“I don’t take anything for granted. Just because something was there yesterday doesn’t mean it will be there today” -Buster McLaury on getting on a horse the first few times


“If you think the little things aren’t important, just try missing some of them” – Buster McLaury on paying attention to body language when directing horses around in a round pen


“Preparation to position for the transition” -Ray Hunt via Buster McLaury


“I want her to think about relaxing and squaring her feet up. Sometimes it’s best to give her a moment and let her think about things. Sometimes these real sensitive ones need a little more room. When she finally looks to me for comfort and security…. You can’t buy that. Now she and I both feel like things might work out” – Buster McLaury


“If you don’t think bending them is a big deal, get up here, and you might think differently” – Buster McLaury


“Communication is an exchange of 2 parties. If only one party is talking, the other is getting lectured. That’s not communication” – Buster McLaury On drilling horses


“Good judgement comes from experience and experience comes from bad judgement” – Buster McLaury


After Buster came another one of our own, Melanie Smith-Taylor and Mindy Bower. Mindy demonstrated how to help a horse who had a real fear of jumping water.

Melanie came up with her usual brilliant exercises to help the rider help the horse in balance and understanding in ways where there is no other choice but to work together.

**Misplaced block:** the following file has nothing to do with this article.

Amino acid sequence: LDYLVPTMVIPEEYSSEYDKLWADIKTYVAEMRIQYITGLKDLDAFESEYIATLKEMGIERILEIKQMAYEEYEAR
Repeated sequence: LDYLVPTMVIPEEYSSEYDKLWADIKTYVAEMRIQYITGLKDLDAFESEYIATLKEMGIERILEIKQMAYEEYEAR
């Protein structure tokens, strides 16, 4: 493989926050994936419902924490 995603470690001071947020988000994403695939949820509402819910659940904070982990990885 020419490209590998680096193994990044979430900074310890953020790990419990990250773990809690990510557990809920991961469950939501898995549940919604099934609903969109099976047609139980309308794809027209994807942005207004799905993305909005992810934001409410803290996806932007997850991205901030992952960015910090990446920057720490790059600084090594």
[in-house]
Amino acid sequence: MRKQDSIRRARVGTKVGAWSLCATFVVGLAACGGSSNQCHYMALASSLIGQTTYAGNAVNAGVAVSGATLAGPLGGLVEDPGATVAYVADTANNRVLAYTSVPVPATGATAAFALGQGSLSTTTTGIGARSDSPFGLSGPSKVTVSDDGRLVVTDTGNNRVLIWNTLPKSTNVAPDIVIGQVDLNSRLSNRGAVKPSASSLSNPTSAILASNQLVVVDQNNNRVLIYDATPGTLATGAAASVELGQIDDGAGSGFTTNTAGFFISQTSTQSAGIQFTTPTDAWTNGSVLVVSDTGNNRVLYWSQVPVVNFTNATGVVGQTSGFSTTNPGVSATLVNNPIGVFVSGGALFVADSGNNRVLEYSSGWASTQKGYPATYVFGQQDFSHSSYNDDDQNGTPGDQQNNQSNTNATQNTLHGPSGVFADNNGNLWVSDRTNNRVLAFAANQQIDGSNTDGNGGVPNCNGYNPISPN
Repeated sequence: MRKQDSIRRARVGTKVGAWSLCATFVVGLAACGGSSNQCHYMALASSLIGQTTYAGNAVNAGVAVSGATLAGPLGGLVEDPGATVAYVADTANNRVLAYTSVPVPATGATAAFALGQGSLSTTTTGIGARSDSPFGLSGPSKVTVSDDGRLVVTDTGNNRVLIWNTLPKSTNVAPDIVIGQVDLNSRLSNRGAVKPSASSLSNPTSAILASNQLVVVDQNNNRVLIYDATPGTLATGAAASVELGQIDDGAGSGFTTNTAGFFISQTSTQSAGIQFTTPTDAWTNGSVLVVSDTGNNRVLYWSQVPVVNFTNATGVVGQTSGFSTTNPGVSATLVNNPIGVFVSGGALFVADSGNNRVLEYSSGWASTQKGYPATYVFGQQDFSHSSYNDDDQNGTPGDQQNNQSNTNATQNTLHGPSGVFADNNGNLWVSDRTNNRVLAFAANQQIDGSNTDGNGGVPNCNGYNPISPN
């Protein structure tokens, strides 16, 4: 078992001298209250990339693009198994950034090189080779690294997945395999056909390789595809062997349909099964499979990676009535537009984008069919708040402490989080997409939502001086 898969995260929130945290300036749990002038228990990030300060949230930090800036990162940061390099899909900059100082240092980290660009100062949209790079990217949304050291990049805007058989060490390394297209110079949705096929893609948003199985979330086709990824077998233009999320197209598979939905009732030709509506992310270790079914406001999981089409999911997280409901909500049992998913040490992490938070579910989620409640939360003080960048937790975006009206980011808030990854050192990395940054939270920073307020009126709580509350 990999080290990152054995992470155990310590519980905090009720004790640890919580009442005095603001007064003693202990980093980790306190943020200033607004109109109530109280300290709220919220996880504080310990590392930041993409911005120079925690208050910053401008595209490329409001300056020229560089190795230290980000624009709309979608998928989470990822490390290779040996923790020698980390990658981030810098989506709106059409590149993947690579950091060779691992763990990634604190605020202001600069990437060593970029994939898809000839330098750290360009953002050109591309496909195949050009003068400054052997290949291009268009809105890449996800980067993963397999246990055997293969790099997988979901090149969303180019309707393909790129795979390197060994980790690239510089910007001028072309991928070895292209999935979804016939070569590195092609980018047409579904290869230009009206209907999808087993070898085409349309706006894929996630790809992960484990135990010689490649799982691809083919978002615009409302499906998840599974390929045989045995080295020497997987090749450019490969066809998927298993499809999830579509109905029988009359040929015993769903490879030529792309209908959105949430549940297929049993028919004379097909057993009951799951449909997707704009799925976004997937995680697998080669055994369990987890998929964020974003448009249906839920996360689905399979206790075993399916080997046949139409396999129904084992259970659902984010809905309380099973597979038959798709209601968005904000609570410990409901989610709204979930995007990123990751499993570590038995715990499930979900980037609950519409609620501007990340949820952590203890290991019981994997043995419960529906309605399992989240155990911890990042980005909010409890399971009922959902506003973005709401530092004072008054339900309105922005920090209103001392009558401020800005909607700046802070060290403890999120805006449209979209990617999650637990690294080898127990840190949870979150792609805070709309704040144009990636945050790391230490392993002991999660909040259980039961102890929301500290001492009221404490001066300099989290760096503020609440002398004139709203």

“I want an effective rider instead of a beautiful rider. Ideally you want both, but effectiveness must always come first” – Melanie Smith-Taylor


“It’s better to keep the jumps low and teach the horse to feel back to you, than make them big and charge on” –  Melanie Smith-Taylor


“If you make the easy exercises more challenging, then it will make the challenging exercises easier” – Melanie Smith-Taylor on jump patterns.

She had the riders do figure 8s through four jumps into a shoot made with poles and over the next jump. She initially made the shoot wide but then narrowed it after each time they went. Over two jumps you had to get the horse to come back to you to step over the poles to the next jump and the the other two you had be balanced enough together to go through the shoot to the next jump.

The easy challenge figure 8 jump pattern

The easy challenge figure 8 jump pattern




Here are some more quotes from some of the other demonstrators there, horseman Peter Campbell, Reining Cow Horse Champion, Nick Dowers and horseman, Paul Dietz. Many people were moved by Peter Campbell’s soft hands quote below.


“Soft hands have nothing to do with your hands. It has to do with your heart” – Tom Dorrance via Peter Campbell


“Right before I show, I just want to up the intensity of my horse’s try. I just want to get him to do more and I’m doing less to get it” -Nick Dowers on showing in reined cow horse competitions


“When I was younger and working with Ray, I was in such a rush to get to the trot, I didn’t appreciate the try the horse was giving me with a fast walk. Now, I really try to slow things down and appreciate every little try my horse gives me” – Paul Dietz


There were many great moments during the Legacy of Legends clinic. Most of the images are on the ClinicHorsemanship Facebook page as well as Legacy of Legends Facebook page, so feel free to view them and share them there.

I hope you join us there next year!